There were five posts yesterday, after none the day before. The first was “Wells, Hitler, and the World State:”
John Holbo has a fun post about the old H.G. Wells-based movie Things to Come, which embodied a vision of the future that used to be quite popular among intellectuals — that of a temporary dictatorship, not of the proletariat, but of the scientifically literate meritocracy, which would give way to liberal democracy — plus some truly terrible fashion choices — once the masses had been sufficiently educated.
Actually, you could say that something like this vision is still popular in elite circles; instead of envisioning Raymond Massey enforcing peace through air supremacy, they would have Michael Bloomberg enforcing budget discipline through bipartisan commission, but the spirit of the thing is the same. As it turns out, the second vision is proving as far off base as the first.
But surely you can’t discuss all this without referencing George Orwell’s Wells, Hitler, and the World State. It’s a short essay, and the perfect corrective to any notion that technology automatically leads to social or political progress.
The second post of the day was “Whitewater Down:”
When Barack Obama was elected, I was sure that it would be the Clinton years all over — that he would be subjected to an endless series of claims of “scandal”, creating the sense of a tainted administration even though all the alleged scandals would turn out to be either trivial or nonexistent. Remember, after all those years of front-page headlines and $70 million in public funds, the Whitewater investigation came up dry.
In fact, however, none of that happened during Obama’s first term. But would the second term be different? For a little while it looked as if the old scandal machinery was finally springing back to life, with Benghazi, the IRS, and more. You could almost hear the sigh of contentment from a certain part of the press corps.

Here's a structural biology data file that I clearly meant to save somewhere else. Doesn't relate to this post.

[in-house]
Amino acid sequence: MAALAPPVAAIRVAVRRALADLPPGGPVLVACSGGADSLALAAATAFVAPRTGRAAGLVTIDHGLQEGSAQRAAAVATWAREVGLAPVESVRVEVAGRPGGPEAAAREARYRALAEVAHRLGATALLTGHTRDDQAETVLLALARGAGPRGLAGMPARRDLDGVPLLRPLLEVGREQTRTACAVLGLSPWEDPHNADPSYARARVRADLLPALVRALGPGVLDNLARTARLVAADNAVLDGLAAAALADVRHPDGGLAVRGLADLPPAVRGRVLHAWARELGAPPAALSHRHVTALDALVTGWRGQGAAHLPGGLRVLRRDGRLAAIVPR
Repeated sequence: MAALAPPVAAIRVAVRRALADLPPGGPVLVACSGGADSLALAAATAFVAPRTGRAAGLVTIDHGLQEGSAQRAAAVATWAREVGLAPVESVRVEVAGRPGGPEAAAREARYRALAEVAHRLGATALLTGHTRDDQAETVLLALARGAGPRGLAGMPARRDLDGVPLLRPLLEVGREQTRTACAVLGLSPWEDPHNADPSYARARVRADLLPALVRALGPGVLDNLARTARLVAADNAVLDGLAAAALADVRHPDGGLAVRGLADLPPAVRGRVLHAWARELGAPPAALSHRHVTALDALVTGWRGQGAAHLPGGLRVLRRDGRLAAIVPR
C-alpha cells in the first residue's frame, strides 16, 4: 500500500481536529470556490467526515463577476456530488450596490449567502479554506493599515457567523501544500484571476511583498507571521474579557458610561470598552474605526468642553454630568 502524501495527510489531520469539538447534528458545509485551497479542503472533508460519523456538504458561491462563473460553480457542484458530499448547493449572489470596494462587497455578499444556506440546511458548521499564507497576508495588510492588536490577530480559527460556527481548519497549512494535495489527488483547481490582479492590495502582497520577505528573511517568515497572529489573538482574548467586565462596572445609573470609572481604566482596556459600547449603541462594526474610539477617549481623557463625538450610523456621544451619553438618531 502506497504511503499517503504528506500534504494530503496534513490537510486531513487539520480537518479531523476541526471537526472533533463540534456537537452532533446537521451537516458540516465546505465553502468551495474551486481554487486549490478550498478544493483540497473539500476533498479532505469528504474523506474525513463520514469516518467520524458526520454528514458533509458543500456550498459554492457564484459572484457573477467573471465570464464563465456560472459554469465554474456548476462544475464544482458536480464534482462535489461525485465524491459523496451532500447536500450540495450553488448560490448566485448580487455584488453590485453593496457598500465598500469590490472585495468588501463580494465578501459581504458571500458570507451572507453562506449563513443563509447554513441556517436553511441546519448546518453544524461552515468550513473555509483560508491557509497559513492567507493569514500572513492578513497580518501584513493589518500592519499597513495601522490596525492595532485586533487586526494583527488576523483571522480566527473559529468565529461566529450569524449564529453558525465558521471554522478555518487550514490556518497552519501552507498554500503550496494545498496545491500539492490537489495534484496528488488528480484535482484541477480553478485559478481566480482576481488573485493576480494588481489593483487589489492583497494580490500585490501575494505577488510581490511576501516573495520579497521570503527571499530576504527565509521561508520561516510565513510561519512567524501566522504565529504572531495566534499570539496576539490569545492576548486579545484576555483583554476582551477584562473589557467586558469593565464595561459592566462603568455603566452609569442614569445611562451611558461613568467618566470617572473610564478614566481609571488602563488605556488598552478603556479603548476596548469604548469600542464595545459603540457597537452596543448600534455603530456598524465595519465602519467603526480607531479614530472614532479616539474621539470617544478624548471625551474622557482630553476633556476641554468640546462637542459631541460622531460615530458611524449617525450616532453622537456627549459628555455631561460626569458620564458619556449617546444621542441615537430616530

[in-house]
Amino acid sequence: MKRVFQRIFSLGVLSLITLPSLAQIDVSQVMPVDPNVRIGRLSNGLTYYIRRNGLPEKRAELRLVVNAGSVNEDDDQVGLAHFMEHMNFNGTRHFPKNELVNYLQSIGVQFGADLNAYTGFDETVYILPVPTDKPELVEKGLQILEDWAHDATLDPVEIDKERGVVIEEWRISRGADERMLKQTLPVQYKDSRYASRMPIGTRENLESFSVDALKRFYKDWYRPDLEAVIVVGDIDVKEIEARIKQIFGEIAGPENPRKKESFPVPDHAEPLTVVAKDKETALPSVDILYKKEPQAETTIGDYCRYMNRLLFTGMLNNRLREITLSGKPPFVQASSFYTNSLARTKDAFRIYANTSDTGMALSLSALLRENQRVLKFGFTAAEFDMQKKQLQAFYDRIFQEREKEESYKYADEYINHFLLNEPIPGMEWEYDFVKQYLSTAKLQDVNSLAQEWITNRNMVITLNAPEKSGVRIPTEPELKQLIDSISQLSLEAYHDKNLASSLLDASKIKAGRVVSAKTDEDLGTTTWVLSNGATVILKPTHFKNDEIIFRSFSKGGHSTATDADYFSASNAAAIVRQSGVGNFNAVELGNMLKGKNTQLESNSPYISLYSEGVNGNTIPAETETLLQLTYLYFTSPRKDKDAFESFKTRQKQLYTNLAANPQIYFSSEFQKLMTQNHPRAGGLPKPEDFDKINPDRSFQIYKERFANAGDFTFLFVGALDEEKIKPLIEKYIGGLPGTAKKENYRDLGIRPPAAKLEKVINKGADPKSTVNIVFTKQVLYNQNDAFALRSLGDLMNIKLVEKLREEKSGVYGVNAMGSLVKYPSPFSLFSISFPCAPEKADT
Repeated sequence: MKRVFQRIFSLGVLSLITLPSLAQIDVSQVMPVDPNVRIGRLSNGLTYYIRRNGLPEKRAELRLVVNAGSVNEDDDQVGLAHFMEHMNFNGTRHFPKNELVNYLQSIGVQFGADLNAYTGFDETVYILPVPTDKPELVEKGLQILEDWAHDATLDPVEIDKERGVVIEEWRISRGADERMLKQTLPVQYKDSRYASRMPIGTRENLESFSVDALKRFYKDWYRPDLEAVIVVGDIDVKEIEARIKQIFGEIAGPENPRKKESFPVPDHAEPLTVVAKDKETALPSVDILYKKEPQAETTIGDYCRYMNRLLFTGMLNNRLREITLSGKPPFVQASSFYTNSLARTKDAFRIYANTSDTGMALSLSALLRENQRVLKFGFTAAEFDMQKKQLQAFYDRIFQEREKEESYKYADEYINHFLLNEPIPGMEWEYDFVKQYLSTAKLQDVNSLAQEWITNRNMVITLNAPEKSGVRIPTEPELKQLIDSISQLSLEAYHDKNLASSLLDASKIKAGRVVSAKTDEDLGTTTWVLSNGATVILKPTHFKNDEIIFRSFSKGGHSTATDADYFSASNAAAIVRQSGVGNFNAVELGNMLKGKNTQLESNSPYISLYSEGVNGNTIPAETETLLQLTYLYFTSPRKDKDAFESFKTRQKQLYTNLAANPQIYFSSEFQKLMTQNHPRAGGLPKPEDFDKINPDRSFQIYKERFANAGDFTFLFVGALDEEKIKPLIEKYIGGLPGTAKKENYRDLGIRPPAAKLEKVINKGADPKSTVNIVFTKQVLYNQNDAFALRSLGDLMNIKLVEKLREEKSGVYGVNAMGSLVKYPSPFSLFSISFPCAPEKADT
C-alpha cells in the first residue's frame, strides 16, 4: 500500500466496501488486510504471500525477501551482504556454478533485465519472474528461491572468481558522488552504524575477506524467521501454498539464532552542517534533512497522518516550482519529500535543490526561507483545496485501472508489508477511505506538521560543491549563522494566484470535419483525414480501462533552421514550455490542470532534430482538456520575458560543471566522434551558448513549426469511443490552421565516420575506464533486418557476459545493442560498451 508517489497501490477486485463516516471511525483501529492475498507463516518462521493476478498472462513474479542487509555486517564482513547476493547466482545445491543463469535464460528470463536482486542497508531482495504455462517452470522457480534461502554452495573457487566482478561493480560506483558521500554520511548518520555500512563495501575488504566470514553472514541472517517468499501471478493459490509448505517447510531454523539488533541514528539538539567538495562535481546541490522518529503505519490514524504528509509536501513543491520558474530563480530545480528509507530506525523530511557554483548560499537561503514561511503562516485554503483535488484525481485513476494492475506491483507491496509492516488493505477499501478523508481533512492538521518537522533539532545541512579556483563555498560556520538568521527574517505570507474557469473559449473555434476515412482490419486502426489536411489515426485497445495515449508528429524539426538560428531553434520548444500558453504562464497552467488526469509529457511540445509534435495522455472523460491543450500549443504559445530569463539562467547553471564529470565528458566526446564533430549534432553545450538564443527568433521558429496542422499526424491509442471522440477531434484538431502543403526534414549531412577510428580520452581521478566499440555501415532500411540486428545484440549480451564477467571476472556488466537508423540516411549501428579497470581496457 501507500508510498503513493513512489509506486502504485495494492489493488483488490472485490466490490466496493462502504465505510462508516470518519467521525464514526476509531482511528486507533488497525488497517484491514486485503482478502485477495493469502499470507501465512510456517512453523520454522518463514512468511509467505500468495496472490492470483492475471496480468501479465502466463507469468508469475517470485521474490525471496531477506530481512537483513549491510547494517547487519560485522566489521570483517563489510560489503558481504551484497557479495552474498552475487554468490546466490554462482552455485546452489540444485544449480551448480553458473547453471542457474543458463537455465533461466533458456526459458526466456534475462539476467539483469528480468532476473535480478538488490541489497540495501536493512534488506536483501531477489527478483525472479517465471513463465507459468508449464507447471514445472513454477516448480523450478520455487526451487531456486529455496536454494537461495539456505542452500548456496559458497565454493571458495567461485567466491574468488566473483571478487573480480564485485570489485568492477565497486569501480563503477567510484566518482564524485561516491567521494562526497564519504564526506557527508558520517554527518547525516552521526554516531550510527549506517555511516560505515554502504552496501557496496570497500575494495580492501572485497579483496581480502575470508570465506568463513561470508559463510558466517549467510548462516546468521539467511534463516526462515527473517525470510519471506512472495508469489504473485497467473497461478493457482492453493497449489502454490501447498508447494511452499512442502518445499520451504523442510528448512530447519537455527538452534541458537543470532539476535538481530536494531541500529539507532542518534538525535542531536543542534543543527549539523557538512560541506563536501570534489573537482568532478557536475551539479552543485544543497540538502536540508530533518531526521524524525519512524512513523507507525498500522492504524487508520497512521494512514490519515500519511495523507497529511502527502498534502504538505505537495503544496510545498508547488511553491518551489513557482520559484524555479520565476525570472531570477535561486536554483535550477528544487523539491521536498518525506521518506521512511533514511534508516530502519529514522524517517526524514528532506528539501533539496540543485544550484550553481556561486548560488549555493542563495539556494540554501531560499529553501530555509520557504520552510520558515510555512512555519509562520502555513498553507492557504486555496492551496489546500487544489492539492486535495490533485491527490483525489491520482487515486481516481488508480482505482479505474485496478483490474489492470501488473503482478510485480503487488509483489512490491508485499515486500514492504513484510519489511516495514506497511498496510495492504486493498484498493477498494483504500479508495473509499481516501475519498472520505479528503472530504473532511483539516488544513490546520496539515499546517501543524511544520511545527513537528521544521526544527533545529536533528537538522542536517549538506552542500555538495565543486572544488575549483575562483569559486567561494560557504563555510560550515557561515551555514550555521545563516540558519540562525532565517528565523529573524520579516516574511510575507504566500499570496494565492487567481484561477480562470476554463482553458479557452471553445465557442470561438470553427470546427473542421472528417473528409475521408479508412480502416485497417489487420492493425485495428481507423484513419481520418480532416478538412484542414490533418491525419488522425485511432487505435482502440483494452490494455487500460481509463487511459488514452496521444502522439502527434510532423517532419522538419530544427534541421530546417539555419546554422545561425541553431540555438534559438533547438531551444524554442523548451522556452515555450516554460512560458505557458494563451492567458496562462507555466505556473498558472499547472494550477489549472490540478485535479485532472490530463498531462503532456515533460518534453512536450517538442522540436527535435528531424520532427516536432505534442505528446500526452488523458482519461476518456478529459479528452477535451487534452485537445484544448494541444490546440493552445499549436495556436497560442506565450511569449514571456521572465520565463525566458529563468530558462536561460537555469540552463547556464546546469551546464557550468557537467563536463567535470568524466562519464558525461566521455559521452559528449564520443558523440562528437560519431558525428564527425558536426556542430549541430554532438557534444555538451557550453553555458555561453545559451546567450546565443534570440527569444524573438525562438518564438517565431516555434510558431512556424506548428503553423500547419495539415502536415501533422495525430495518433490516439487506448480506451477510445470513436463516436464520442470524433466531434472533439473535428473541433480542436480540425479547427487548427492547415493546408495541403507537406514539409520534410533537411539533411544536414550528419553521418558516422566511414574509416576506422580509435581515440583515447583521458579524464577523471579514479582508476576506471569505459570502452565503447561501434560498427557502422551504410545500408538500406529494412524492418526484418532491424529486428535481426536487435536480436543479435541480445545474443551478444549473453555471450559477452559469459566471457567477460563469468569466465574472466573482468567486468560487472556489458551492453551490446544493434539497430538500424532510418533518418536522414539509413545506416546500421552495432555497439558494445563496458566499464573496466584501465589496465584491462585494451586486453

But now it has all evaporated. Benghazi never made sense; it turns out that the IRS was targeting conservative as well as liberal groups. And as Chait says in the linked article, the NSA stuff is a policy dispute, not the kind of scandal the right wing wants.
Of course, the absence of any fire behind the smoke didn’t stop the Clinton witch hunts. But this time seems to be different. Maybe the news media have actually learned something; maybe they’re effectively disciplined, this time around, by the blogosphere. Anyway, the narrative of a scandal-ridden presidency seems to be evaporating as we speak.
So I was wrong. And I’m glad I was.
The third post yesterday, with more Irky Irksome, was “The Truthiness Is Out There:”
OK, this is awesome. Dylan Byers at Politico gets Erick son of Erick to respond to my observation that, although he rants about the rising prices of milk and bread — which somehow has something to do with pundits riding the Acela — the truth is that milk and bread prices have been flat for about five years, and in particular have gone nowhere despite all that money the Fed has printed. And Erickson’s response is, hey, it isn’t true, but people feel that it’s true: